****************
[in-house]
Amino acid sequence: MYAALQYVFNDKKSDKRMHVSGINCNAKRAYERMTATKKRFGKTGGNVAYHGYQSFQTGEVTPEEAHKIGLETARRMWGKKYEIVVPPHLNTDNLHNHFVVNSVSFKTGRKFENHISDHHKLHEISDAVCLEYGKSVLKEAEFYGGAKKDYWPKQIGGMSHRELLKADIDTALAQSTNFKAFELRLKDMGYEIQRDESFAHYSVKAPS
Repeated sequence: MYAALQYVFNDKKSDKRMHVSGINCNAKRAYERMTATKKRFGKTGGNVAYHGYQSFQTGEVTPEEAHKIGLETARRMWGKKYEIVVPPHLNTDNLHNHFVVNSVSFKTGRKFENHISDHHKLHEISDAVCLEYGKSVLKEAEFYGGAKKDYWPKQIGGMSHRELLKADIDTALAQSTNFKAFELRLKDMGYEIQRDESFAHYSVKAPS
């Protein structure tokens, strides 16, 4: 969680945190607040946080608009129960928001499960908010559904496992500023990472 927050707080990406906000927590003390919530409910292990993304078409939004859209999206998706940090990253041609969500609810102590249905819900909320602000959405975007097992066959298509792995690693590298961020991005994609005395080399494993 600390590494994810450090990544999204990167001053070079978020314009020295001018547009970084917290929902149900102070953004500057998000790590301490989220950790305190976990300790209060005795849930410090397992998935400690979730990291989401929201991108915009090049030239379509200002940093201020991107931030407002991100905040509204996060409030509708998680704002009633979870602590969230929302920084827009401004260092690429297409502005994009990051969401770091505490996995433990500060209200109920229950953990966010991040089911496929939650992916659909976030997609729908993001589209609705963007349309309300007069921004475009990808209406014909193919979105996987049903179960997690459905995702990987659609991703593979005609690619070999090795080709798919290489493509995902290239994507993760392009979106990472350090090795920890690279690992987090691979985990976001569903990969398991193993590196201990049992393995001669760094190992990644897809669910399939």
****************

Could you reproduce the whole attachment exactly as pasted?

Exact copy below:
[in-house]
Amino acid sequence: MYAALQYVFNDKKSDKRMHVSGINCNAKRAYERMTATKKRFGKTGGNVAYHGYQSFQTGEVTPEEAHKIGLETARRMWGKKYEIVVPPHLNTDNLHNHFVVNSVSFKTGRKFENHISDHHKLHEISDAVCLEYGKSVLKEAEFYGGAKKDYWPKQIGGMSHRELLKADIDTALAQSTNFKAFELRLKDMGYEIQRDESFAHYSVKAPS
Repeated sequence: MYAALQYVFNDKKSDKRMHVSGINCNAKRAYERMTATKKRFGKTGGNVAYHGYQSFQTGEVTPEEAHKIGLETARRMWGKKYEIVVPPHLNTDNLHNHFVVNSVSFKTGRKFENHISDHHKLHEISDAVCLEYGKSVLKEAEFYGGAKKDYWPKQIGGMSHRELLKADIDTALAQSTNFKAFELRLKDMGYEIQRDESFAHYSVKAPS
């Protein structure tokens, strides 16, 4: 969680945190607040946080608009129960928001499960908010559904496992500023990472 927050707080990406906000927590003390919530409910292990993304078409939004859209999206998706940090990253041609969500609810102590249905819900909320602000959405975007097992066959298509792995690693590298961020991005994609005395080399494993 600390590494994810450090990544999204990167001053070079978020314009020295001018547009970084917290929902149900102070953004500057998000790590301490989220950790305190976990300790209060005795849930410090397992998935400690979730990291989401929201991108915009090049030239379509200002940093201020991107931030407002991100905040509204996060409030509708998680704002009633979870602590969230929302920084827009401004260092690429297409502005994009990051969401770091505490996995433990500060209200109920229950953990966010991040089911496929939650992916659909976030997609729908993001589209609705963007349309309300007069921004475009990808209406014909193919979105996987049903179960997690459905995702990987659609991703593979005609690619070999090795080709798919290489493509995902290239994507993760392009979106990472350090090795920890690279690992987090691979985990976001569903990969398991193993590196201990049992393995001669760094190992990644897809669910399939």